Functional brewed vinegar
made from Shiga whey

Mamoru Wakayama, Ph.D.

Professor, College of Life Sciences

Effective use of whey to
develop new products
under the Lake Country brand

Shiga Prefecture is known for its abundance of water resources, thanks to Lake Biwa, and rich soil, which have sustained the flourishing of agriculture, including rice cultivation. In the livestock industry, Omi Beef, one of Japan’s three major wagyu beef breeds, is well-known, but the prefecture also has a long history of dairy farming. Using vast, high-quality land, Shiga Prefecture produces as much as 22,000 tons of raw milk per year. “Some dairy producers are expanding into the so-called sixth industry, processing and selling their own raw milk, cheese, ice cream, yogurt, among other products.” Mamoru Wakayama, working to revitalize local industries through industry-academia collaborations with dairy farms and those engaged in dairy farming, processing, and marketing of dairy products in Shiga prefecture, is engaged in developing new processed products that will become regional brands.

His focus is on whey, a byproduct of cheese making. Whey is the substance that remains after casein, milk fat, and other components have been removed from milk. In the past, whey was treated as industrial waste and discharged into the environment. However, it has recently been recognized as a contributor to river eutrophication and is now being strictly regulated.

Whey solution contains various nutrients, such as protein and minerals. While these nutrients have been receiving attention for their use in supplements and health products in recent years, their amounts of use have been minimal at present, and there is still a strong demand for new ways to utilize the surplus whey. Wakayama and his team are developing a new type of vinegar made from whey with unique functionalities. Its name, Lacto-Vinegar.

Wakayama is researching useful enzymes and microorganisms to develop foods and pharmaceuticals that promote and maintain good health. As the production adjustment of milk—the raw material for whey—can be difficult, and surplus treatment is often an issue, Wakayama has also sought out effective ways to use milk. “One example is the development of a fermented seasoning liquid called Lact-sho, which is similar to soy sauce but uses milk as the main ingredient,” Wakayama says. “I hope to utilize the insights and knowledge gained through this research to create a new functional vinegar.”

Typically, to make vinegar, rice is steamed, and koji (an enzyme) and water are added to convert the starch into sugar (glucose) through saccharification. Yeast is then added to the sugar for alcoholic fermentation to create alcohol and make sake or wine. Acetic acid bacteria are added to the sake, or wine, converting the alcohol into acetic acid through fermentation to create vinegar.

Wakayama and his team have attempted to create a new kind of brewed vinegar using whey (lactose) as a sugar source. By examining the substrate concentration of whey, the temperature and time of fermentation, and the temperature and time of heat treatment for sterilization, the optimal brewing conditions were determined. As a result, the team was able to develop a Lacto-Vinegar successfully.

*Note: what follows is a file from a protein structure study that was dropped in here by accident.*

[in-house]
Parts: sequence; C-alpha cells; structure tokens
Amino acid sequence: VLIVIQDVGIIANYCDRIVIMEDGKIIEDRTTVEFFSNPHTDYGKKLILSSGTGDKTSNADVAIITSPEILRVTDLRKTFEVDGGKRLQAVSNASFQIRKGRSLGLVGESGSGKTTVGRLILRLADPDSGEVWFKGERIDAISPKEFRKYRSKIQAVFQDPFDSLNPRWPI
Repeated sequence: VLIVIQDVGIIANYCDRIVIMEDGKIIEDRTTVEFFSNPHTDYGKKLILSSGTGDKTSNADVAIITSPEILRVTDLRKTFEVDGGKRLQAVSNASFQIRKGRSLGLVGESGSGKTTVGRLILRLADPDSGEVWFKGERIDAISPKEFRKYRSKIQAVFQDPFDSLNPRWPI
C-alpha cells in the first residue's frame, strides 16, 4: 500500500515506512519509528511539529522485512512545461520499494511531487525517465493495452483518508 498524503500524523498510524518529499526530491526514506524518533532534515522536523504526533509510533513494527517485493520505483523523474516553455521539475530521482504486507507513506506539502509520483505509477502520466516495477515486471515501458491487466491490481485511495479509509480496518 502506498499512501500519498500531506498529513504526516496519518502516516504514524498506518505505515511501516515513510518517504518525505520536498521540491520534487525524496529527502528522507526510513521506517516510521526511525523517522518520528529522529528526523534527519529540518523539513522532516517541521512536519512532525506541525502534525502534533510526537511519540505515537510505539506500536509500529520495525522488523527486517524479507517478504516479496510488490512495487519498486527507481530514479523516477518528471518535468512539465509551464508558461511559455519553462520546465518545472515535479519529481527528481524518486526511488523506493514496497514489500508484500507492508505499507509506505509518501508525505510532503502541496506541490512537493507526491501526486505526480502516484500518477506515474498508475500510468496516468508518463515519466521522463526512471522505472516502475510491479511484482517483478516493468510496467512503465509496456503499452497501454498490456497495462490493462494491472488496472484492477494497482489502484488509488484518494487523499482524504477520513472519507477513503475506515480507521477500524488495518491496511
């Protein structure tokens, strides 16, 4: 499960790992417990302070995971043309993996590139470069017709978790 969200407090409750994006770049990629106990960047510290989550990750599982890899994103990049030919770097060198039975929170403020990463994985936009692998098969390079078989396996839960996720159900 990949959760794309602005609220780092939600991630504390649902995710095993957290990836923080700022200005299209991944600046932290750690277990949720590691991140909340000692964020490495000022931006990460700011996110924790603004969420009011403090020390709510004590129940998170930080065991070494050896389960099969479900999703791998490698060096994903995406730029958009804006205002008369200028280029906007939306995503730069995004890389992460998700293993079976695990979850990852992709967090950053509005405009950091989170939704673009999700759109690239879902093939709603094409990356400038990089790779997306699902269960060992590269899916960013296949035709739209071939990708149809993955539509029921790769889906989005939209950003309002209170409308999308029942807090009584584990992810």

“One of the main challenges is finding a brewing method that can be implemented on the ranch where the Lacto-Vinegar is to be produced,” Wakayama explains. Advanced equipment and brewing technology used in the laboratory cannot be used on the ranch. Additionally, whey is known to contain microorganisms such as lactic acid bacteria and must be sterilized before use. The team is working to establish a system that can produce products stably using a brewing method that can be practiced on the ranch without large capital investment. “For example, in the laboratory, whey is sterilized using an autoclave at a high temperature of 121℃ before brewing, but there is no such equipment on the ranch. Instead, we are exploring ways to sterilize whey at low temperatures over a longer period.” Currently, the team is brewing on a small scale of 150-300 ml (5.07-10.14 fluid ounces) in the laboratory. According to Wakayama, the plan is to gradually increase its scale to bring it closer to the production level.

Wakayama and his team are also investigating raw materials to create value-added brewed vinegar with unprecedented functionality. One such study compares the use of rapeseed and wheat bran as raw materials for koji, which is used to saccharify whey solution.

Whey is saccharified using rapeseed koji and wheat bran koji, and the microorganism Zymomonas mobilis is used for alcoholic fermentation. “Our analysis of the ingredients in the brewed Lacto-Vinegar has shown that it has significantly higher amino acid content, antihypertensive activity, and antioxidant capacity compared to commercially available vinegar. In addition, we have found that the Lacto-Vinegar made with rapeseed koji has superior amino acid content, antihypertensive activity, and antioxidant capacity compared to that made just with wheat bran koji,” Wakayama shares. Wakayama is also studying the role of lactic acid bacteria in whey in contributing to acetic acid fermentation as part of their research on metabolism.

His goal is to commercialize the Lacto-Vinegar and develop it into a private brand for Shiga Prefecture, the Lake Country. The day when a new food product representing Shiga Prefecture debuts is eagerly awaited.

Mamoru Wakayama, Ph.D.
Mamoru Wakayama, Ph.D.
Professor, College of Life Sciences
Research Themes: Development of production methods for useful substances using enzymes and fermentation; Characterization of microorganisms involved in fermentation
Specialties: Applied microbiology; Applied biochemistry; Food sciences

storageResearchers database

November 20, 2023